On the third anniversary of Stephon Clark’s death, his brother Stevante Clark unveiled something he’s talked about for years — a safe haven for Black youth, fully equipped with a game room and a library of donated books.
Its name: Stephon’s House.
“Stephon’s House — the museum, presidential library and honorary archive,” Stevante Clark said as he began listing off the names of other victims of police violence in years past. “Stephon’s House is Darell Richard’s House. Darrell Richard’s House is Brandon Smith’s house. Brandon Smith’s is Gabby Navarro’s House.”
The Clark family unveiled the center on Thursday to kick off their annual “Stephon Clark: Legacy Week.” Located in a commercial building at 5940 Rosebud Lane near Citrus Heights, the center represents the family’s continued fight for racial justice in the memory of Stephon.
“What was Stephon like? Who was your brother? Tell us about Stephon,” Stevante said. “That question from here on out will be responded with simply a two-word answer: Stephon’s House.”
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The Legacy Week kicked off Thursday with a prayer led by Reverend Dr. Tecoy Porter of Genesis Church in South Sacramento and chants from the crowd saying Stephon’s name.
“This moment right now is so significant, because instead of giving into their grief and disappointment, they have chosen to rise up and leave a legacy of Stephon for helping others,” Porter said of the Clark family.
On Friday, the playground at Porter’s eponymous college prep school and church campus will be officially named the Stephon Alonzo Clark Playground.
Andrew Nixon / CapRadio
Here is a list of events happening for the Legacy Weekend:
Friday, March 19:
Stephon Clark Strategic Justice Panel
- What: The family says they will be discussing "actionable" items before they unveil the Stephon Alonzo Clark Playground. Speakers will include Rev. Al Sharpton, Ben Crump, Tecoy Porter, Sonia Lewis and Stevante Clark.
- Where: 2801 Meadowview Road
- When: 10 a.m. to 12 p.m.
Sunday, March 21:
- What: A formal red carpet event celebrating mothers who have lost a child.
- Where: Stephon's House, 5940 Rosebud Lane, Sacramento.
- When: 2 p.m. to 4 p.m.
- Tickets are $40 and can be purchased here.
Many of those who gathered for Thursday’s said they were glad to be celebrating Stephon Clark’s legacy.
Lisa Baker, vice president of Blessed Child Community Association, said she hopes Stephon’s House can create a change to the cycle of underinvestment in Black communities.
“It’s the outreach for young men that might have children, so it’ll be a bridge for them to learn trade, job resources, a safe place for them to come to when they don’t have any place to go,” she said. “They’ve got a library, so they can look up laws, that way you can contribute to the fight and learn what you don’t know.”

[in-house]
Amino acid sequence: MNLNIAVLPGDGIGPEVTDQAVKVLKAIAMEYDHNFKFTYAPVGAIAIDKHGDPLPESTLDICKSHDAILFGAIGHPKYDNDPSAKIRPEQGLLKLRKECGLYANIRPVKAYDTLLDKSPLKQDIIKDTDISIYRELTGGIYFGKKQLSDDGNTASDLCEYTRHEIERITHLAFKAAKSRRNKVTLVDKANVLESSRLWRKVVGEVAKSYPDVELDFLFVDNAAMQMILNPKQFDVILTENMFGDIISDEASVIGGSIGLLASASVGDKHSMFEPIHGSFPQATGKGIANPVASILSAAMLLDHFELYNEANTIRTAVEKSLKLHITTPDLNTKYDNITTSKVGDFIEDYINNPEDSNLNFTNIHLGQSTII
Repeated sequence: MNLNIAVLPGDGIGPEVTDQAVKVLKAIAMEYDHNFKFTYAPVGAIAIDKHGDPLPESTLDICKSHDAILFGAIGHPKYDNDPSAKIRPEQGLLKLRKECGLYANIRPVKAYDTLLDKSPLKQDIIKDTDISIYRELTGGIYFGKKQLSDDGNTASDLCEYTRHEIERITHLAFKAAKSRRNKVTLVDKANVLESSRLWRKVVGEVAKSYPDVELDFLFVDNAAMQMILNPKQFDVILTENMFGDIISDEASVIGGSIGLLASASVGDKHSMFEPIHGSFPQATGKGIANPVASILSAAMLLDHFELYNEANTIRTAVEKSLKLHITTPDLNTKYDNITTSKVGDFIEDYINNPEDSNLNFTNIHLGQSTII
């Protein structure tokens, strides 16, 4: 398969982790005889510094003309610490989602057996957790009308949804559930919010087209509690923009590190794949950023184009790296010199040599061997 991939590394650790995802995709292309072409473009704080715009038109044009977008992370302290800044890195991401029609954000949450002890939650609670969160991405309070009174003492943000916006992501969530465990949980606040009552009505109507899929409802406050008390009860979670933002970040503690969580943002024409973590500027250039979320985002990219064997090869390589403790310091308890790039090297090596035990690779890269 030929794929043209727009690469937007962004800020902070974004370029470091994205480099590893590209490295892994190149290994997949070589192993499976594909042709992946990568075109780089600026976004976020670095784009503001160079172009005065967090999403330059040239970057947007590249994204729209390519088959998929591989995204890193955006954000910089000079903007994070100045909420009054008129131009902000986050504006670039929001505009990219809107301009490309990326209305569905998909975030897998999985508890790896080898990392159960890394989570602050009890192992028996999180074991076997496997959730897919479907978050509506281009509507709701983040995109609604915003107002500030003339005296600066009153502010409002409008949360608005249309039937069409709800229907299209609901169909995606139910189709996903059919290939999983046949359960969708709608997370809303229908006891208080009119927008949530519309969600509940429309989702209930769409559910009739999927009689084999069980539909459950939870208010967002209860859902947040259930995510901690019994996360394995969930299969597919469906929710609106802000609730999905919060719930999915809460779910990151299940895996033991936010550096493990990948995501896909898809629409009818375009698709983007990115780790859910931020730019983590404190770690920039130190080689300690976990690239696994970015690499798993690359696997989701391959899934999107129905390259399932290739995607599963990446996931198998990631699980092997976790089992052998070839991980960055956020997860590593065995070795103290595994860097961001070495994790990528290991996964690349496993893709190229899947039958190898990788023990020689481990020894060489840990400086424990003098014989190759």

The Clark family hopes to bring youth from around Sacramento to the center for events and special lectures.
Still, Baker said she was still hoping to see more change in policy from the city.
“It’s hard to express how I feel because we’re still fighting for justice for George Floyd, Breonna Taylor,” Baker said. “Right now we’re just trying to build on something in the positive light rather than negativity.”
Stephon Clark’s Death And Its Aftermath
Andrew Nixon / CapRadio
On the night of Stephon Clark’s death, Sacramento police officers responded to the area after receiving reports of somebody breaking windows. Two police officers chased him to his grandmother’s Meadowview backyard, where they allegedly mistook his cell phone for a gun.
The officers fired 20 shots, hitting Stephon Clark seven times, including in his back and side.
Nearly a year after his death, both Sacramento County District Attorney Anne Marie Schubert and California Attorney General Xavier Becerra announced that they would not file criminal charges against the two officers who killed Clark.
Protesters filled Sacramento streets days after Clark was killed — occupying the freeway, marching through Meadowview, and interrupting city council meetings. The protests went on for months.
After Schubert’s announcement, demonstrations started again — this time with renewed focus on areas of the city with money. Protesters shut down a Sacramento Kings game at the Golden 1 Center; about 84 people were arrested after marching through the streets of East Sacramento; and youth demonstrators held a sit-in at Arden Fair Mall.
Clark’s death and subsequent demonstrations sparked change within the state, city and police department. Less than a month after the shooting, the police department changed its policy around muting body cameras. The police department also changed its foot pursuit policy, making officers consider their own safety, danger to the public and suspect and the importance of making an arrest.
The state lLegislature increased police records transparency in the state, allowing police department personnel records available through public records requests. Not all departments have been forthcoming with the records since.
Gov. Gavin Newsom later signed a bill dubbed the “Stephon CLark Law” that would change the use-of-force standard from “reasonable” to “necessary.”
Still, some argue that not enough has been done.
Sacramento organizer and activist Sonia Lewis told CapRadio that police and lawmakers have to be held “accountable and continue to make sure there are changes when it comes to policy.”
“I feel like we’ve got some good intentions, I think there are some actionable items,” she said. “But do I think we’re done enough? No. As long as there continues to be Black death in the streets and there’s a sensationalism and entertainment aspect in the media, then no — we have not done enough.”
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